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Teaching Med-5 Students Point-of-Care Transthoracic Echocardiography

Teaching Med-5 Students Point-of-Care Transthoracic Echocardiography. Anthony M.-H. Ho , Lester A. H. Critchley , Patricia Kan , Sylvia Au , Siu Keung Ng , Simon K. C. Chan , Philip Lam , Gordon Choi , Alex Lee , Hector S. O. Chan , Joseph Leung.

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Teaching Med-5 Students Point-of-Care Transthoracic Echocardiography

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  1. Teaching Med-5 Students Point-of-Care Transthoracic Echocardiography Anthony M.-H. Ho, Lester A. H. Critchley, Patricia Kan, Sylvia Au, Siu Keung Ng, Simon K. C. Chan, Philip Lam,Gordon Choi, Alex Lee, Hector S. O. Chan, Joseph Leung

  2. Made possible by a CUHK Medical Education Supplementary Fund • Teaching Med-5 Students Point-of-Care Transthoracic Echocardiography • Anthony M.-H. Ho • Lester A. H. Critchley • Hector S. O. Chan

  3. “… the University of South Carolina School of Medicine has developed an extensive ultrasound training program with the intent of providing a series of educational programs for its medical students, medical residents, and practicing physicians in primary care from around the state, the Southeast, and globally.” http://ultrasoundinstitute.med.sc.edu/

  4. Programmatic activities involving US currently underway at the Univ of South CalifSchool of Medicine are: 4-year curriculum in clinical ultrasound for medical students Ultrasound training integrated into medical residency curriculum in primary care On-site ultrasound training for South Carolina rural primary care physicians”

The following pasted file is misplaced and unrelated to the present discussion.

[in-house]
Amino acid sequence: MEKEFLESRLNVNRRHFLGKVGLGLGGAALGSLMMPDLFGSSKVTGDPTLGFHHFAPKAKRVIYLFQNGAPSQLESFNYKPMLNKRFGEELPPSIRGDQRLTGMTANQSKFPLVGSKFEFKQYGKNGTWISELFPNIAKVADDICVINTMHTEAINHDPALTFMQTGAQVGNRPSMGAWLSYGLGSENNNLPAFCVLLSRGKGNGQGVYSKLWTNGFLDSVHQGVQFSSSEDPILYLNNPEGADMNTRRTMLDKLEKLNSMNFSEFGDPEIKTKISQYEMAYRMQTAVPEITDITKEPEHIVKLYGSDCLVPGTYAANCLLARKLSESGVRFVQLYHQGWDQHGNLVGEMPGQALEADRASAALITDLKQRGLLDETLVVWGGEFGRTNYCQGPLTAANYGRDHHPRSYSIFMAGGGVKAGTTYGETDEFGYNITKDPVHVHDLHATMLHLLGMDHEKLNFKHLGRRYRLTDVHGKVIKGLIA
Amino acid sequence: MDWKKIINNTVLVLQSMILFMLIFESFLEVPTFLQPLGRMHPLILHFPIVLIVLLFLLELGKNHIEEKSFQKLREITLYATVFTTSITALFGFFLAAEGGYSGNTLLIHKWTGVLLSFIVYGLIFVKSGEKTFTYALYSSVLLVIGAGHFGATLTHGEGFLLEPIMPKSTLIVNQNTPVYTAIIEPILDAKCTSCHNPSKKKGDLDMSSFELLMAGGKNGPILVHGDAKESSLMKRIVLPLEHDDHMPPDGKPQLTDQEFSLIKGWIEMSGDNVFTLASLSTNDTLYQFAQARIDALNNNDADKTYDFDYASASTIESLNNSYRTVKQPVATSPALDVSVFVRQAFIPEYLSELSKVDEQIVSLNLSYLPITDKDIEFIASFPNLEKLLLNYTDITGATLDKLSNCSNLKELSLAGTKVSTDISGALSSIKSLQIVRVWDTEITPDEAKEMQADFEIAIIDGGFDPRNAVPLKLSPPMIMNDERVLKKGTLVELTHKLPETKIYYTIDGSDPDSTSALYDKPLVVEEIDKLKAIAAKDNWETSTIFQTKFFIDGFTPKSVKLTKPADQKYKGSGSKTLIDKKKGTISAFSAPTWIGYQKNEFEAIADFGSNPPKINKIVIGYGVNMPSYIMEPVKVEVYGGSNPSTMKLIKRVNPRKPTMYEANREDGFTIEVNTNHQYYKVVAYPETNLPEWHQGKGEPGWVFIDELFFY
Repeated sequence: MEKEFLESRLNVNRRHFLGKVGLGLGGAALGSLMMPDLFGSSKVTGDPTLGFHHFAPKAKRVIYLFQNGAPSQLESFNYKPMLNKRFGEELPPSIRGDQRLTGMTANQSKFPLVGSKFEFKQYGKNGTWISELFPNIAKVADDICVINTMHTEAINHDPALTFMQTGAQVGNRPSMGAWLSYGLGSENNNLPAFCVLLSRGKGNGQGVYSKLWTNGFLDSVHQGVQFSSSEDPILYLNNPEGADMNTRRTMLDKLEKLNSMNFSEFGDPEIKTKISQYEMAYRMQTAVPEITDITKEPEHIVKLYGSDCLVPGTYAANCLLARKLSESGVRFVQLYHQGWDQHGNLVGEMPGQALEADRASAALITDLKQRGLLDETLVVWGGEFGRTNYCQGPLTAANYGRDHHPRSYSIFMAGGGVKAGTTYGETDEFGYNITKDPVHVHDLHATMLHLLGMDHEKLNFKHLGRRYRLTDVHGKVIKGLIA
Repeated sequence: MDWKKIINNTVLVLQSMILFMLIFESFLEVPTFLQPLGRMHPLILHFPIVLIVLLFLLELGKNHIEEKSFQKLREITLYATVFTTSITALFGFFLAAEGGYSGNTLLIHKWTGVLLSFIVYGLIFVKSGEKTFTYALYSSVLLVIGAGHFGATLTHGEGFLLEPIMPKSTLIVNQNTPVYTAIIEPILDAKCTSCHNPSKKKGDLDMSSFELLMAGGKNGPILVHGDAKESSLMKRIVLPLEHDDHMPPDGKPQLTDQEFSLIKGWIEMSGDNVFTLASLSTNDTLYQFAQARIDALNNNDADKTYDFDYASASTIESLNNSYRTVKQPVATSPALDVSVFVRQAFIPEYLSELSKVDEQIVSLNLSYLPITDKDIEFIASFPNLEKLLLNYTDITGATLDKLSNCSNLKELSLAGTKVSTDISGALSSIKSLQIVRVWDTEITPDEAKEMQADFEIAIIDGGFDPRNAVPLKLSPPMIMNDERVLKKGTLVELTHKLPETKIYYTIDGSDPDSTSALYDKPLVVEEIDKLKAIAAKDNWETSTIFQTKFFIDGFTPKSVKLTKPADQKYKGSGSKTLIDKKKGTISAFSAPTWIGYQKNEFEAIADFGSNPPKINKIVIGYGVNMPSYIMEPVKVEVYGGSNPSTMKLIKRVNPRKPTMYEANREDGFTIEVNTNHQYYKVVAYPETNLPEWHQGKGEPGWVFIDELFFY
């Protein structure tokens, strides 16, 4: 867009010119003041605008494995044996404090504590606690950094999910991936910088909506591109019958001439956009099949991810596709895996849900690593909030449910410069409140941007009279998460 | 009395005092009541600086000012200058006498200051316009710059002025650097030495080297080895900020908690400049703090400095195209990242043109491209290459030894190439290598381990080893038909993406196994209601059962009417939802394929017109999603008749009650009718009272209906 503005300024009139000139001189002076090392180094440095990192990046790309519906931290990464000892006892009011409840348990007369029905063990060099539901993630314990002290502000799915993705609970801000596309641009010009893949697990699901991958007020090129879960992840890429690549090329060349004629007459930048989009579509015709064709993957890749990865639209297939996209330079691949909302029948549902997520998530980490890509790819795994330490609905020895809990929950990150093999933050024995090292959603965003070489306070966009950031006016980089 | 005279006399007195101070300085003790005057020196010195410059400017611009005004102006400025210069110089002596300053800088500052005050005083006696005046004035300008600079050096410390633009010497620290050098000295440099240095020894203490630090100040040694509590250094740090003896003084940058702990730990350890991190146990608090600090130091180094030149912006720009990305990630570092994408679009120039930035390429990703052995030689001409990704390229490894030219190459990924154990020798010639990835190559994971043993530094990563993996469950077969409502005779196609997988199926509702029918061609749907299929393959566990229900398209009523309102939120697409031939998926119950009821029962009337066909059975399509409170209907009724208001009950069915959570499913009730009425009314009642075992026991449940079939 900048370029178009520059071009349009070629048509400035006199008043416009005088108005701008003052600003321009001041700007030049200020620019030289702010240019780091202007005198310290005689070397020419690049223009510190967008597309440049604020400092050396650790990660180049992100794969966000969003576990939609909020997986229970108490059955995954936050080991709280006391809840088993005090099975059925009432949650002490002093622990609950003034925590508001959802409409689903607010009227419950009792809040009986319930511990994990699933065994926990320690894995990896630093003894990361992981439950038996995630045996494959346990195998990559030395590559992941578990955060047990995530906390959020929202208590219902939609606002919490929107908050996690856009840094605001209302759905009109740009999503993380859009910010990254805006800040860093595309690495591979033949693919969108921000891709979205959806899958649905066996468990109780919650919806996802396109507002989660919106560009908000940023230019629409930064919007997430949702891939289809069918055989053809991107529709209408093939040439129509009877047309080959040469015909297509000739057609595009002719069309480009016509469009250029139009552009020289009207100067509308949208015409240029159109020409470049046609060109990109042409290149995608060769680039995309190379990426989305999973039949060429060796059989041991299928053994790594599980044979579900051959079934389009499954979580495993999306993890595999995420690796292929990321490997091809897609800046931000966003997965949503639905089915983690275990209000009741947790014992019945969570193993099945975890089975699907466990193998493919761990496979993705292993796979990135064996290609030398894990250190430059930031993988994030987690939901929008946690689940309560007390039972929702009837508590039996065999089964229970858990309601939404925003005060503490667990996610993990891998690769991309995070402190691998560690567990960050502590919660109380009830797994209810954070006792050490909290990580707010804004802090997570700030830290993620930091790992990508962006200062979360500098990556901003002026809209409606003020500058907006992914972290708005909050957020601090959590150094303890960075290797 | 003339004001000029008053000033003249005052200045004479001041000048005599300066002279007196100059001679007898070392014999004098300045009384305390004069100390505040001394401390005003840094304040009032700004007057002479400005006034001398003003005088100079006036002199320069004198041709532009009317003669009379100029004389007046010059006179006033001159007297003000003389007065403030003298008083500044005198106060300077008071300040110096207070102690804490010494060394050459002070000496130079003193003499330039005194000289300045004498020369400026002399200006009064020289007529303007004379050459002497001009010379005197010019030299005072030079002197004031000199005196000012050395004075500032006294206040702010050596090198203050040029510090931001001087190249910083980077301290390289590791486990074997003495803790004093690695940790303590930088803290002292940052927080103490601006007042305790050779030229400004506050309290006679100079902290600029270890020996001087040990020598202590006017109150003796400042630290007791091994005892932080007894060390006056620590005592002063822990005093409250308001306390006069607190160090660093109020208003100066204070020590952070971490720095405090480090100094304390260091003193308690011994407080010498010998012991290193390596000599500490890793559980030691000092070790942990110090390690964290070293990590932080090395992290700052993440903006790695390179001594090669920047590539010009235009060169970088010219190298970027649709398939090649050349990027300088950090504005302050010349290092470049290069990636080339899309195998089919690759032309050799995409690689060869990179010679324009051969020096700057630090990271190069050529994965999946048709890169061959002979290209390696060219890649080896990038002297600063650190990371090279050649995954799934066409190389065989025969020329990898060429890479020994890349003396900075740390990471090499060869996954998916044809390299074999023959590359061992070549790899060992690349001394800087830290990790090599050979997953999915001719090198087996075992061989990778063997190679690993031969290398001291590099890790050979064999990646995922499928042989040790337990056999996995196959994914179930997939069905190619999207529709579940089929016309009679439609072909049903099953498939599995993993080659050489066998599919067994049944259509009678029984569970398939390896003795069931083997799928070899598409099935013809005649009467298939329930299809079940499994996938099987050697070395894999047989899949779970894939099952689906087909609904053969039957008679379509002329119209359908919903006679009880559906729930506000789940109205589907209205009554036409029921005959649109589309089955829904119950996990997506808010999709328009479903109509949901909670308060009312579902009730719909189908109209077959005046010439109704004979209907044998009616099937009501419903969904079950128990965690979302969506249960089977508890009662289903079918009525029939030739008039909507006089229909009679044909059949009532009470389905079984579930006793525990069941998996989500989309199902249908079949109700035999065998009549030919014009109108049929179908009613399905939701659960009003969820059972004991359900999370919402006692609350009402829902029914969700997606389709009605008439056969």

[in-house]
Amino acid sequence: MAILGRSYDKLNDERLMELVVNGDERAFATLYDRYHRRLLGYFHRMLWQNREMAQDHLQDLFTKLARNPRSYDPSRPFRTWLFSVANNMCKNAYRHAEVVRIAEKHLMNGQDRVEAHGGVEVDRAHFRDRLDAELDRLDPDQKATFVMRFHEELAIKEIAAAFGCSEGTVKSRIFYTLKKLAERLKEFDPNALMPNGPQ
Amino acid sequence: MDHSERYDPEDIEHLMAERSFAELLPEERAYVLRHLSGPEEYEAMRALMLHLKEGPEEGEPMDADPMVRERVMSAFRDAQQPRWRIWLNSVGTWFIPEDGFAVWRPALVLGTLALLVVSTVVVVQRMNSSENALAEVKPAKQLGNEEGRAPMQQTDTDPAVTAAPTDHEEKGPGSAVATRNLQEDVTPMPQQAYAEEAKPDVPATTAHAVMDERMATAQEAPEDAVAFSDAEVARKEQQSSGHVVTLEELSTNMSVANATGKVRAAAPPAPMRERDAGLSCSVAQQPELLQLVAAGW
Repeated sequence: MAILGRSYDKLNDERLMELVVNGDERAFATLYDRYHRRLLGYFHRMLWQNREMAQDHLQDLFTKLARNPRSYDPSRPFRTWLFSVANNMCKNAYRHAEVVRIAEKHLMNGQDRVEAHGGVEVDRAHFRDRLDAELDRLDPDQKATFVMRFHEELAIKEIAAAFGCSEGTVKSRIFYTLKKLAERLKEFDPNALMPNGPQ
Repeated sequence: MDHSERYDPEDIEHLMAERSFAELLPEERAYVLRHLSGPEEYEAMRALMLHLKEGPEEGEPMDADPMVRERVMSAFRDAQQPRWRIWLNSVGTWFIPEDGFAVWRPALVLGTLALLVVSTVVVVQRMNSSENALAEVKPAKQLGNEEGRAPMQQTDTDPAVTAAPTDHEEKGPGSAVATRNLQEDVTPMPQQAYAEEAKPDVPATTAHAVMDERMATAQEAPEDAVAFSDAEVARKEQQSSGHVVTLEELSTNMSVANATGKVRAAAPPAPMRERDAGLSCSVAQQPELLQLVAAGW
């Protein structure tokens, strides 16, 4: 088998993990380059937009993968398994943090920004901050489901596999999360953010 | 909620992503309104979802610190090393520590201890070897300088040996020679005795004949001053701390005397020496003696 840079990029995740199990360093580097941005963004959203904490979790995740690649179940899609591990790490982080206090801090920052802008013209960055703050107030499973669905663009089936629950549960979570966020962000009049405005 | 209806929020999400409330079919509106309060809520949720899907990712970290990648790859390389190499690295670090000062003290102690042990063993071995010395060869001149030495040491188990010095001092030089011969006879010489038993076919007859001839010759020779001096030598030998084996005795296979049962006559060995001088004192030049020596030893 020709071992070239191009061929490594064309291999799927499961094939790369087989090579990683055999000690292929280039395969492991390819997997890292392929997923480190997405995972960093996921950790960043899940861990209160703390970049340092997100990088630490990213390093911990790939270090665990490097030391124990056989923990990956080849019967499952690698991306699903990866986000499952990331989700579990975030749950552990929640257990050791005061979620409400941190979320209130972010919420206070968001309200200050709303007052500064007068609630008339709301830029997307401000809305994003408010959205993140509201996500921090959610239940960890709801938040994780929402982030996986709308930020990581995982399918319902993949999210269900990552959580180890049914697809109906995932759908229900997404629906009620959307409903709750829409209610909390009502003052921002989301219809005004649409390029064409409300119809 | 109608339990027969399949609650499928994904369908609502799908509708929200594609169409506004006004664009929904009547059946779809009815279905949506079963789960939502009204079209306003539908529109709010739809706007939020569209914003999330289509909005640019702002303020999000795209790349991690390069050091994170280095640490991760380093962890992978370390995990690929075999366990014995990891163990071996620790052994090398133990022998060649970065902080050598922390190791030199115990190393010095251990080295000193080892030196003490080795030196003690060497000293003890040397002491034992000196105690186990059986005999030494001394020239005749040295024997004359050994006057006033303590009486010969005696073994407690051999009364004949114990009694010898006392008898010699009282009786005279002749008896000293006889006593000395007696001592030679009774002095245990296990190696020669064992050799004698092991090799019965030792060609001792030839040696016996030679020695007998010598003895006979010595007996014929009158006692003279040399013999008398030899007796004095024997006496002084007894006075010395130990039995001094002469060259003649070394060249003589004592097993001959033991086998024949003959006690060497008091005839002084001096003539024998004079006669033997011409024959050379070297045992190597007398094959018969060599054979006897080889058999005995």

5. University of California, Irvineand Ohio State University • Echocardiography taught in Medical School Yr 1 and yr 2 http://www.ultrasound.uci.edu/curriculum.asp

  6. The Use of Echocardiography in the Simulation Center to Foster the Teaching of Cardiac Auscultation Skills James Day, BA, RDCS Thomas Jefferson University, Philadelphia, Pennsylvania, United States

  7. Feasibility of a focused ultrasound training programme for medical undergraduate students Ivan Wong, ThilinaJayatilleke, Richard Kendall, Paul Atkinson The Clinical Teacher Volume 8, Issue 1, pages 3–7, March 2011 A UK Study

  8. Kobal SL, et al. Comparison of Effectiveness of Hand-Carried Ultrasound to Bedside Cardiovascular Physical Examination. Am J Cardiol2005;96:1002-6 … The diagnostic accuracy of medical students using a hand-carried ultrasound device after 4 h of lecture and 18 h of practical performing and interpreting TTE to detect valvular disease, left ventricular dysfunction, enlargement, and hypertrophy was superior to that of experienced cardiologists performing cardiac physical examinations (p<0.001).

  9. Medical students’ (MS) and cardiologists’ (MD) diagnostic accuracy for nonvalvular lesions. MSs were more accurate than board-certified cardiologists in diagnosing nonvalvular lesions. The most significant difference between groups was observed for diagnosing LV size & function. LVD = LV dysfunction; LVE = LV enlargement; RAP = elevated RA pressure; RVE = RV enlargement; PHT = pulmonary hypertension.